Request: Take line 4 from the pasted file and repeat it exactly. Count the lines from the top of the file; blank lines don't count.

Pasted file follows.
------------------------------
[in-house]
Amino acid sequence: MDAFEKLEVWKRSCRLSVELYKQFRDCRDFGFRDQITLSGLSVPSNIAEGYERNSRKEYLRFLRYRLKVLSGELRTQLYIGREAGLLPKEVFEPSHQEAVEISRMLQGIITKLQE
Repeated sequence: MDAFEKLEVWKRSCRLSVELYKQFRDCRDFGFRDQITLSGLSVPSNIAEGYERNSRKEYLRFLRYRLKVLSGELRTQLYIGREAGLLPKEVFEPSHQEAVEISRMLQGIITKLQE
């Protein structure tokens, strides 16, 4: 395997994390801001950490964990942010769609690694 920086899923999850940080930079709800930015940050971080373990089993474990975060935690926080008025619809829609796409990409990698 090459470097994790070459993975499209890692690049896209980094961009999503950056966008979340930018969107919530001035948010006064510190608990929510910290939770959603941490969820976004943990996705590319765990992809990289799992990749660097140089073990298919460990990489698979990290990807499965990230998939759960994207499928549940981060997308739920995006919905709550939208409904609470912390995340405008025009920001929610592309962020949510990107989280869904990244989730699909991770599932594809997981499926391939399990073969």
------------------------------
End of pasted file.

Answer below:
């Protein structure tokens, strides 16, 4: 395997994390801001950490964990942010769609690694 920086899923999850940080930079709800930015940050971080373990089993474990975060935690926080008025619809829609796409990409990698 090459470097994790070459993975499209890692690049896209980094961009999503950056966008979340930018969107919530001035948010006064510190608990929510910290939770959603941490969820976004943990996705590319765990992809990289799992990749660097140089073990298919460990990489698979990290990807499965990230998939759960994207499928549940981060997308739920995006919905709550939208409904609470912390995340405008025009920001929610592309962020949510990107989280869904990244989730699909991770599932594809997981499926391939399990073969």